"Can I Just Get a Concept"
DIY is getting more and more popular and homeowners are interested in taking on their own design and construction work. I applaud this energy and support you completely in your endeavors! Many times, homeowners have come to me and asked if they could get just a concept. After happily obliging for many, many years for so many clients, I now offer this service with a LOT of caveats. Reason being, a concept design ends up being a frustration for the homeowner, the contractor, and myself, and here is why:
"I expected more"
Designing takes time. Oftentimes, a homeowner that wants just a concept is on a tight budget and is looking for a quick, inexpensive service. A design concept is an idea and not a fully formulated idea. In fact, technically a design concept for interior architectural design is a statement that may be accompanied by abstract diagrams. It most certainly is not what we find when searching Pinterest. Additionally, quick and inexpensive will not get anyone very far.
It is not possible to put dimensions on an idea.
It is not possible to order products based on an idea.
So, what you are paying for with a concept from a designer is a partially formed idea that needs a lot of refinement. Developing that idea means research, interviews, sketching, analysis of the existing space, and a review of the basic design principles and elements. Depending on the complexity of the space, it may mean conceptual details, conceptual plans and more. This type of work takes a significant amount of time, and while we can order a concept online these days for $99, this isn't a quality, holistic concept that has fully considered all the angles.
"I can't build from this"
Next, let's look at the contractor's perspective. A contractor's job is to build something from a set of instructions, a full set of drawings. The first question any contractor should ask when a homeowner contacts them about a project is, "do you have drawings?" or "who is doing the drawings". Many contractors will say that they can draw it up, and for projects less than $10,000 I generally suggest going that route. Most designers are not trained to assemble DIY or salvage-type projects. Keep in mind, however, that there is no training or testing in Washington State to become a contractor. So, if you're hiring someone to do drawings, it is worth it to review their capability to do this.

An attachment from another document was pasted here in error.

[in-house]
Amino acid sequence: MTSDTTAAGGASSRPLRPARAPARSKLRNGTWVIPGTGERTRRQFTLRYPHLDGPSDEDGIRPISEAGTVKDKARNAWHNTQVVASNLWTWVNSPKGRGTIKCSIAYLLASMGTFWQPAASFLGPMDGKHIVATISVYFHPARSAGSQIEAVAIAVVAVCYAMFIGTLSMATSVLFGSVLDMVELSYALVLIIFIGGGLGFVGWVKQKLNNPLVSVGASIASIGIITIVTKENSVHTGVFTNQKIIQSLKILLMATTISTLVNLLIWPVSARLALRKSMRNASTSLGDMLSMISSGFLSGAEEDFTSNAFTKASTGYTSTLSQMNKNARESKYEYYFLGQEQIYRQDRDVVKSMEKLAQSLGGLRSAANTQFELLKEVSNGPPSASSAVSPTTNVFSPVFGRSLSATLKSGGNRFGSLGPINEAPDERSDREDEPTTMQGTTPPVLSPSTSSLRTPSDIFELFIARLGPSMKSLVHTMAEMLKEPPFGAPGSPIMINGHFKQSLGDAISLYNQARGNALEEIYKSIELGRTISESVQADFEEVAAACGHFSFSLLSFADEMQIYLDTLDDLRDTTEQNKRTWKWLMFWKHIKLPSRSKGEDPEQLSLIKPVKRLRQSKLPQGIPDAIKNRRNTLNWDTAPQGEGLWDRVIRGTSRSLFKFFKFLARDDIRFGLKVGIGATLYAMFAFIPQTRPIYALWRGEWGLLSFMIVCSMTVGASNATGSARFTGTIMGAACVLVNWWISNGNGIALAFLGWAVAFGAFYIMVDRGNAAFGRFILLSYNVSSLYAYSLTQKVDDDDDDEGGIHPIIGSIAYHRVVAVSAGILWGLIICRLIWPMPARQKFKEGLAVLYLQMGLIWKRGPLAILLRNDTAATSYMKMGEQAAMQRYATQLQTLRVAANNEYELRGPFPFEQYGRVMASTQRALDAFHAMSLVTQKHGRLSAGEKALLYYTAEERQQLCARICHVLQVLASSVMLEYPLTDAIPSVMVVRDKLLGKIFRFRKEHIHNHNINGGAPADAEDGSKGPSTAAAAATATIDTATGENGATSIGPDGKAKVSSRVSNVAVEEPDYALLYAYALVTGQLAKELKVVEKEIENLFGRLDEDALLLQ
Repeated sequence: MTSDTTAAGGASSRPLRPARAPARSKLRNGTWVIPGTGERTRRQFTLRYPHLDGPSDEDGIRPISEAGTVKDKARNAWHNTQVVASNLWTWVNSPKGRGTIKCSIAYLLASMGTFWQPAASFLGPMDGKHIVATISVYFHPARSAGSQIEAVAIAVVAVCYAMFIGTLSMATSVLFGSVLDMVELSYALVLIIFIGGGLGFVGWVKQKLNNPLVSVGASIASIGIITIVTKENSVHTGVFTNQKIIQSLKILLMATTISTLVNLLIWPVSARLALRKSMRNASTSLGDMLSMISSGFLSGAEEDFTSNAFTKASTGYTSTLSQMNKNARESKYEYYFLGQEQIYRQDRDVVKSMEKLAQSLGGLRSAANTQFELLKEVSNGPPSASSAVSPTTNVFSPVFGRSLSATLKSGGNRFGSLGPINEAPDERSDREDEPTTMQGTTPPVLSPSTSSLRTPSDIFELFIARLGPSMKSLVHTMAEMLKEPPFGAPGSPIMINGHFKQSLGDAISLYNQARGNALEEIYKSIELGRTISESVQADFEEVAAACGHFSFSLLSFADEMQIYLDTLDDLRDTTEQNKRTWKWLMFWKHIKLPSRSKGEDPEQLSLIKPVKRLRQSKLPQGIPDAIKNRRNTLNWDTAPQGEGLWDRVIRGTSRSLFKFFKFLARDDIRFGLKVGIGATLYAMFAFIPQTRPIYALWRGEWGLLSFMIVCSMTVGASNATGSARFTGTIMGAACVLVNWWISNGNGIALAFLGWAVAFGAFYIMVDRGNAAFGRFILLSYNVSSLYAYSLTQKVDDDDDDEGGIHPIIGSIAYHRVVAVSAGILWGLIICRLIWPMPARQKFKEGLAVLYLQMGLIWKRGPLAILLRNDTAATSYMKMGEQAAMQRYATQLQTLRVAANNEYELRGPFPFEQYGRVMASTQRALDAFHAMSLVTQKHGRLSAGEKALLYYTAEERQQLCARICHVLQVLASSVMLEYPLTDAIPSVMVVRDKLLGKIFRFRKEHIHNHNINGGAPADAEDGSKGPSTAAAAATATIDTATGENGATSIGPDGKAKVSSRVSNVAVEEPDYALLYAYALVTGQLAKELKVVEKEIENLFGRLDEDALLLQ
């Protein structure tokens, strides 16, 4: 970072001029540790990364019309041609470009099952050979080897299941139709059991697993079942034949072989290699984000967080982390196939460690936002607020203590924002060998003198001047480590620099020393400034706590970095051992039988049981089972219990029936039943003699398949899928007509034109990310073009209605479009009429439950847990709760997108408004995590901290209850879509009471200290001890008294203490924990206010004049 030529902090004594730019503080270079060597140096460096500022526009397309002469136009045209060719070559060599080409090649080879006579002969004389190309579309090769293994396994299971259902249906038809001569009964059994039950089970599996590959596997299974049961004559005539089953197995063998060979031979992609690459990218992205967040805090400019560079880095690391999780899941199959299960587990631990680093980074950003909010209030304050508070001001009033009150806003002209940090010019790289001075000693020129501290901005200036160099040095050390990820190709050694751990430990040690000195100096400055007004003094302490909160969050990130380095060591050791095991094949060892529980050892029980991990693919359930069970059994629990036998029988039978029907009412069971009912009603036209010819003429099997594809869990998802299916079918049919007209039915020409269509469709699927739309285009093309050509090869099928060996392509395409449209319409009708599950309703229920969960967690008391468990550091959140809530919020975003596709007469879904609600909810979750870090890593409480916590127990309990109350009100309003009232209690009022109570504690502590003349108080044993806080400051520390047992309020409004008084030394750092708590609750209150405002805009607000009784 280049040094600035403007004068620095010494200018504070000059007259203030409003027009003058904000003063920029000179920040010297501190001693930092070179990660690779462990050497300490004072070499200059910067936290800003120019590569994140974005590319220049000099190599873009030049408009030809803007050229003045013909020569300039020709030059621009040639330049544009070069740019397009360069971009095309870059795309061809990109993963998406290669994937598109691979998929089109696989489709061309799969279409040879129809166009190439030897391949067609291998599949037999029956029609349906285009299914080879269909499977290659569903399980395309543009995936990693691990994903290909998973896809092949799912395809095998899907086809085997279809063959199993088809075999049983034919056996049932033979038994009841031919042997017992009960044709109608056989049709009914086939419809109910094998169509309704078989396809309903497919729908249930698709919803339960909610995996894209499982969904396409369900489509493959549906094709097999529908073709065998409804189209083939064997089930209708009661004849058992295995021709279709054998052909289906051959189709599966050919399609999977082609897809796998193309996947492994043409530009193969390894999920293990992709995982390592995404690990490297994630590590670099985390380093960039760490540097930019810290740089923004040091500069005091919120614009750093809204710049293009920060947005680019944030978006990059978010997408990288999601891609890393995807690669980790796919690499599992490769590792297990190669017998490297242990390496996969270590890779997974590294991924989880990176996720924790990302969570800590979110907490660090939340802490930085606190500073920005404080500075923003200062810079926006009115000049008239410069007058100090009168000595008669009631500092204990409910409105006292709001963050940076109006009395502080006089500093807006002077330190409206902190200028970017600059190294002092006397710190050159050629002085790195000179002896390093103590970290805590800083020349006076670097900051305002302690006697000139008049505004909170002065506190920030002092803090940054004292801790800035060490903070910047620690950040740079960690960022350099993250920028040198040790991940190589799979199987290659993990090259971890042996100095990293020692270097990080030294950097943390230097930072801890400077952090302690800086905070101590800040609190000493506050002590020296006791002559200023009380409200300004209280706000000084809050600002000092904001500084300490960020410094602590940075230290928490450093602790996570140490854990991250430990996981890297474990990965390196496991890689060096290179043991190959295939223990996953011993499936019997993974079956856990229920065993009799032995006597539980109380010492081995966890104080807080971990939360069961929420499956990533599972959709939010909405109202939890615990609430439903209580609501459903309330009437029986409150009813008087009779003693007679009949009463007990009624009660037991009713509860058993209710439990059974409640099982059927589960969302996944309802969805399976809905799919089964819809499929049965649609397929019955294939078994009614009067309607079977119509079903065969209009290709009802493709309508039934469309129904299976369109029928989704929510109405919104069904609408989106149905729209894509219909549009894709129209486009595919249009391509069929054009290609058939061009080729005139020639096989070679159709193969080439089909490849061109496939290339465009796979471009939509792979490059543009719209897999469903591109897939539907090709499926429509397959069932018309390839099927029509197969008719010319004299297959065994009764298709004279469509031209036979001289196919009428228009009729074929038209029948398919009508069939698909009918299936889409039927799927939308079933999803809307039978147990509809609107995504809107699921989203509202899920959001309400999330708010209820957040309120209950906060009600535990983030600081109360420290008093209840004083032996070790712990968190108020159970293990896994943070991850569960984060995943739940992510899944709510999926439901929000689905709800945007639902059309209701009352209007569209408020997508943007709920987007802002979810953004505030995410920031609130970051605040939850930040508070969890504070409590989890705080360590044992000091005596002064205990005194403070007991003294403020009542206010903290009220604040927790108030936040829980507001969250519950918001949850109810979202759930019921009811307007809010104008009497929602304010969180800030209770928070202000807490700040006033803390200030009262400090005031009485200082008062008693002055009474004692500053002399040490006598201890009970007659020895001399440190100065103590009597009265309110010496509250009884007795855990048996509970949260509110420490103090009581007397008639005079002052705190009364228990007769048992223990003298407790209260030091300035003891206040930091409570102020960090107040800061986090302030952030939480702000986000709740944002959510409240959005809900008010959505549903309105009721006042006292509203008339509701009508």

Okay, back to the concept. The drawings that come out of a "quick and inexpensive" concept are sadly not often enough for an accurate estimate. The contractor has the look, but no instructions to build for quality, for your functional needs, etc. In essence, a photograph from a magazine would be just as good for the contractor.
"I'm sorry, this is just a concept"
This falls back to the "I expected more" category. I love my job because I please people! I am a people pleaser and provide ideas and directions for spaces that clients never dreamed they could have! I can't tell you how many times I've repeated to clients and contractors that the design simply isn't fully developed when questions arise. You see, every time further information is needed, it means more work on my end, which means more time billed on the homeowner's end, and delay for the contractor. So, once a concept has been provided, services are done. Now, if the client is ready to put the project on hold and jump back into the design, we're all for it!
So, can you just have a concept? Yes. Of course, you can. But, our company policy is that any partial project will have a watermark stating that the drawings are: "Concept only, not for construction". These projects are provided in the form of hourly consulting sold in blocks of time with a minimum of 10 hours, allowing the client to set the budget and stop when they want or need to.. kind of a pay as you go situation.